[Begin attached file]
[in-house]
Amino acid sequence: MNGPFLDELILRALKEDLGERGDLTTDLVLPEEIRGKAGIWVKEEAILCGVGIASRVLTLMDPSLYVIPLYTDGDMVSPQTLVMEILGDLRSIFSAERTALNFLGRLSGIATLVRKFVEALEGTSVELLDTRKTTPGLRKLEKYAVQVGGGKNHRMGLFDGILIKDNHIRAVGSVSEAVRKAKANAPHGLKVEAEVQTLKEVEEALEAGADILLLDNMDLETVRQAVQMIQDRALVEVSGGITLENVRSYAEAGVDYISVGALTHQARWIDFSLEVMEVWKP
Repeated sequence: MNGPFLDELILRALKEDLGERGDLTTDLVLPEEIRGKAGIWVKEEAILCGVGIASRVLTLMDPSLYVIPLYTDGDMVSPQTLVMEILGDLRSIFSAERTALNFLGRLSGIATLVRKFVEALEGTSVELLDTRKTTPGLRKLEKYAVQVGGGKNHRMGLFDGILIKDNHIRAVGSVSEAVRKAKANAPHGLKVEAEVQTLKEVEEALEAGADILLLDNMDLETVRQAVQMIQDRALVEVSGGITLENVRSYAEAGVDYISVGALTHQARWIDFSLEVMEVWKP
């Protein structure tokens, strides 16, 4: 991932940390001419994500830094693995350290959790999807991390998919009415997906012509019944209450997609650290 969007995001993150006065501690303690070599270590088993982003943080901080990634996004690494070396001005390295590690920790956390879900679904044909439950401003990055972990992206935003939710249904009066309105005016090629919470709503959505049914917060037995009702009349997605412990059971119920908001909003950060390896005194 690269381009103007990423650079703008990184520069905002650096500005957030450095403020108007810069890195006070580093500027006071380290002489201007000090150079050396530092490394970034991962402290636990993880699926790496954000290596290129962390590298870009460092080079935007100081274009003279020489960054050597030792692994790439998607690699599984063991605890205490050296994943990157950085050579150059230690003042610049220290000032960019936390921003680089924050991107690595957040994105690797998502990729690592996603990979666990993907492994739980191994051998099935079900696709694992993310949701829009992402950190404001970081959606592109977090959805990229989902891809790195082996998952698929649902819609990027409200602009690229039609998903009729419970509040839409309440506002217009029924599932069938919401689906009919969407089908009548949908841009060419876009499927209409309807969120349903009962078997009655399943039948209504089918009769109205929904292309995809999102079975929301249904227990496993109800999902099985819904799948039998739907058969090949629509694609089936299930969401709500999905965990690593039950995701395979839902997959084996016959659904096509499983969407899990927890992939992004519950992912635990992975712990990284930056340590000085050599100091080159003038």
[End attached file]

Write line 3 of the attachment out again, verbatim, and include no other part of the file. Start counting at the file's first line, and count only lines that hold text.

Repeated sequence: MNGPFLDELILRALKEDLGERGDLTTDLVLPEEIRGKAGIWVKEEAILCGVGIASRVLTLMDPSLYVIPLYTDGDMVSPQTLVMEILGDLRSIFSAERTALNFLGRLSGIATLVRKFVEALEGTSVELLDTRKTTPGLRKLEKYAVQVGGGKNHRMGLFDGILIKDNHIRAVGSVSEAVRKAKANAPHGLKVEAEVQTLKEVEEALEAGADILLLDNMDLETVRQAVQMIQDRALVEVSGGITLENVRSYAEAGVDYISVGALTHQARWIDFSLEVMEVWKP